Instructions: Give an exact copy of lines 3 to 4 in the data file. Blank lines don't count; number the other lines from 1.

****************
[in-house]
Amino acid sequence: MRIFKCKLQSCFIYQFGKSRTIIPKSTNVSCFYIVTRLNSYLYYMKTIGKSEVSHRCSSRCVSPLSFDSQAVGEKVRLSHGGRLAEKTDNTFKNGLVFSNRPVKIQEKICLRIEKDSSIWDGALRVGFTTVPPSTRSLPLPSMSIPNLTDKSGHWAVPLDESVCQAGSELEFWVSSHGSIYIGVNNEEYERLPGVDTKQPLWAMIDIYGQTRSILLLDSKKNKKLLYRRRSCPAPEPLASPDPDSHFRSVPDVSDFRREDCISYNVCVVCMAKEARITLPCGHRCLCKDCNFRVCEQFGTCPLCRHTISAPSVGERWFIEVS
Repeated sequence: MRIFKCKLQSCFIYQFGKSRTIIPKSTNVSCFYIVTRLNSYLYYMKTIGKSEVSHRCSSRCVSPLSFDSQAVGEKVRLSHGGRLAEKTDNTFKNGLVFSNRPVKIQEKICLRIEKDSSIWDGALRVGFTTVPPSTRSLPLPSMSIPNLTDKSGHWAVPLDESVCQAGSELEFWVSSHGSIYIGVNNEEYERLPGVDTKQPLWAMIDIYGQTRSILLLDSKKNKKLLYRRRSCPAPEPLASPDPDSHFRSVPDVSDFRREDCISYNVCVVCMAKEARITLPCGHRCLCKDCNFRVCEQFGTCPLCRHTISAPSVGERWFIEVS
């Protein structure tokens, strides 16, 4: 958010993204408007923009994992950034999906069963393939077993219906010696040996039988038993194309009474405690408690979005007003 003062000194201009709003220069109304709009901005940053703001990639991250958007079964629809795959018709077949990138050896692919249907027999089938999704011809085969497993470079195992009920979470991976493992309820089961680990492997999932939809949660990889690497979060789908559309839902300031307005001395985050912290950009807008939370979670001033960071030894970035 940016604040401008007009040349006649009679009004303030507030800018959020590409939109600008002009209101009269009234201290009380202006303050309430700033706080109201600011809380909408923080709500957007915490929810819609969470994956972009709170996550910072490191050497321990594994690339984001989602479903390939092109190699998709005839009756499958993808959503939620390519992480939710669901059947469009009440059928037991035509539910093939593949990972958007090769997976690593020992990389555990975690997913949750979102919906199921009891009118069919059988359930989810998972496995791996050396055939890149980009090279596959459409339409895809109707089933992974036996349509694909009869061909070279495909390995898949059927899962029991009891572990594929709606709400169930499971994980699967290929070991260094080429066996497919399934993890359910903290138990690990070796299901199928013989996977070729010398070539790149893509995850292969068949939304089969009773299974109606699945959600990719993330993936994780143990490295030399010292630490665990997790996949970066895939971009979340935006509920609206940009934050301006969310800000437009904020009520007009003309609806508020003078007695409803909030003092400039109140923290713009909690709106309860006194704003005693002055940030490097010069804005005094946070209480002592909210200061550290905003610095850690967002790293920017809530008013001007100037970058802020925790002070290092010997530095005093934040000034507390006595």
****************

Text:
Repeated sequence: MRIFKCKLQSCFIYQFGKSRTIIPKSTNVSCFYIVTRLNSYLYYMKTIGKSEVSHRCSSRCVSPLSFDSQAVGEKVRLSHGGRLAEKTDNTFKNGLVFSNRPVKIQEKICLRIEKDSSIWDGALRVGFTTVPPSTRSLPLPSMSIPNLTDKSGHWAVPLDESVCQAGSELEFWVSSHGSIYIGVNNEEYERLPGVDTKQPLWAMIDIYGQTRSILLLDSKKNKKLLYRRRSCPAPEPLASPDPDSHFRSVPDVSDFRREDCISYNVCVVCMAKEARITLPCGHRCLCKDCNFRVCEQFGTCPLCRHTISAPSVGERWFIEVS
């Protein structure tokens, strides 16, 4: 958010993204408007923009994992950034999906069963393939077993219906010696040996039988038993194309009474405690408690979005007003 003062000194201009709003220069109304709009901005940053703001990639991250958007079964629809795959018709077949990138050896692919249907027999089938999704011809085969497993470079195992009920979470991976493992309820089961680990492997999932939809949660990889690497979060789908559309839902300031307005001395985050912290950009807008939370979670001033960071030894970035 940016604040401008007009040349006649009679009004303030507030800018959020590409939109600008002009209101009269009234201290009380202006303050309430700033706080109201600011809380909408923080709500957007915490929810819609969470994956972009709170996550910072490191050497321990594994690339984001989602479903390939092109190699998709005839009756499958993808959503939620390519992480939710669901059947469009009440059928037991035509539910093939593949990972958007090769997976690593020992990389555990975690997913949750979102919906199921009891009118069919059988359930989810998972496995791996050396055939890149980009090279596959459409339409895809109707089933992974036996349509694909009869061909070279495909390995898949059927899962029991009891572990594929709606709400169930499971994980699967290929070991260094080429066996497919399934993890359910903290138990690990070796299901199928013989996977070729010398070539790149893509995850292969068949939304089969009773299974109606699945959600990719993330993936994780143990490295030399010292630490665990997790996949970066895939971009979340935006509920609206940009934050301006969310800000437009904020009520007009003309609806508020003078007695409803909030003092400039109140923290713009909690709106309860006194704003005693002055940030490097010069804005005094946070209480002592909210200061550290905003610095850690967002790293920017809530008013001007100037970058802020925790002070290092010997530095005093934040000034507390006595």